In January, 1925, Featherstone and Anderson moved the office of the company. They had been paying $20 a month rent. The new offices cost $100 a month rent. They voted a salary of $300 a month to Featherstone as general manager, and to Mr. Hanson as secretary $200 a month, and $10 to each director for each meeting attended. They had on the pay roll a stenographer and an auditor at $40 a week, making the total expenses of the company in excess of $800 a month. At the time they did this they had ceased operating the mine, and the only work that was being done by the officers or by these employees was an attempted reorganization of the company.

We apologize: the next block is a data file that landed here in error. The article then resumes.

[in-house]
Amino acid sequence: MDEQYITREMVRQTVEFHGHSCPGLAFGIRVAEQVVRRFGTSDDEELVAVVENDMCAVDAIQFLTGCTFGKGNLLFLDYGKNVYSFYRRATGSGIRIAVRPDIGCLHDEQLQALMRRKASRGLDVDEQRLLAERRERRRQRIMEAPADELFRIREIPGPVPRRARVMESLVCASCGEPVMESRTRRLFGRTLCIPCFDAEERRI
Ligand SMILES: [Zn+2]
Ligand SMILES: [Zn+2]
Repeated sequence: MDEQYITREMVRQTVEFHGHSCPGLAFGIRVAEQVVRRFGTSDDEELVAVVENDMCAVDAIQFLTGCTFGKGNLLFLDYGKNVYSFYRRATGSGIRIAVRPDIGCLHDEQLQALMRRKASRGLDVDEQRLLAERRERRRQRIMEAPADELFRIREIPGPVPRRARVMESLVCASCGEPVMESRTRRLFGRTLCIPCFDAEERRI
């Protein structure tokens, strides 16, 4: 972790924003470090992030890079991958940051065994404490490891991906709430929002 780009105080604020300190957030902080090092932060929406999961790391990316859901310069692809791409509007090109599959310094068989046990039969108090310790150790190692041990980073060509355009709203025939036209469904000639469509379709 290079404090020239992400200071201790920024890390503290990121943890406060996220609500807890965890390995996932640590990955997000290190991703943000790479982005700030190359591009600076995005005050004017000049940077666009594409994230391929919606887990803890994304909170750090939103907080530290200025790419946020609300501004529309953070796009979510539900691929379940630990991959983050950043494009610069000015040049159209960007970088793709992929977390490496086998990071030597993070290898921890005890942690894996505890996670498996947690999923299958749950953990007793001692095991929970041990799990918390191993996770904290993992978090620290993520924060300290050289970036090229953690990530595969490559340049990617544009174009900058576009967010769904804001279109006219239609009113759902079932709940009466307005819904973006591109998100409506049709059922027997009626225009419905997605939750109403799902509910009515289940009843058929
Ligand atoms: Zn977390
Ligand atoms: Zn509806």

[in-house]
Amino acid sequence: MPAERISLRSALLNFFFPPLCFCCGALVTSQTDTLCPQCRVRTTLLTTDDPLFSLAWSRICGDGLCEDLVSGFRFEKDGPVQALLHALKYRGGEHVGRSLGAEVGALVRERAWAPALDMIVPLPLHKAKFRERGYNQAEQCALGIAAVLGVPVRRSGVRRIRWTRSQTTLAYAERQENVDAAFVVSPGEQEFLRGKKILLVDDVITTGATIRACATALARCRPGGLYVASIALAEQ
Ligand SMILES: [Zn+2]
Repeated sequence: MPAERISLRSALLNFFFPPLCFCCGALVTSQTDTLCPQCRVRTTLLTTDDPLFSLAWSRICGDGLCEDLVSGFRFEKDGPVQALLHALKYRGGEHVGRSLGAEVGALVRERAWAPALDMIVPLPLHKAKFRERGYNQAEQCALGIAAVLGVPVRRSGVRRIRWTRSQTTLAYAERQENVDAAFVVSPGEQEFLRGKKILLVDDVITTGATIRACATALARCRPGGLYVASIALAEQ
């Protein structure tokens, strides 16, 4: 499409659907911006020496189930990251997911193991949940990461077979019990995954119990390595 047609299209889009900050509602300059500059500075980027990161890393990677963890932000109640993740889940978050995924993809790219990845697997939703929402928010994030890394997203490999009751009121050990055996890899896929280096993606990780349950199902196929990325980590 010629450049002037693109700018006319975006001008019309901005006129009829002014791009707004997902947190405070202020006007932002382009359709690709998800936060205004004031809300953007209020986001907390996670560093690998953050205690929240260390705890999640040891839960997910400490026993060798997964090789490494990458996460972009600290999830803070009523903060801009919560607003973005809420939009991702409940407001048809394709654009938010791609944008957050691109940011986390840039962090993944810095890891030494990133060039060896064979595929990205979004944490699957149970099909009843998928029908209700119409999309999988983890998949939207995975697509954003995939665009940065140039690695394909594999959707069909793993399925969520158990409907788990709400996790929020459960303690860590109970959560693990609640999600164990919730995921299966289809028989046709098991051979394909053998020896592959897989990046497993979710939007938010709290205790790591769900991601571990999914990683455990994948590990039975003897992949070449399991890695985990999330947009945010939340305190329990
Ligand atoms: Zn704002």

A reorganization was proposed by the Anderson group. Letters were sent out to the stockholders recommending the reorganization and suggesting that their stock, together with proxies binding for six months, be placed in Anderson's hands. Some of the large stockholders at first were in harmony with the proposed reorganization, but, before the plans were completed, refused to proceed with them.

As early as February, 1925, Anderson and Featherstone were negotiating with Rospigliosi to purchase the mortgaged indebtedness at a discount. On May 21, 1925, Anderson and counsel for Rospigliosi reached a tentative agreement, and Anderson made a partial payment thereon. But the agreement was not finally reduced to writing until August 12, 1925.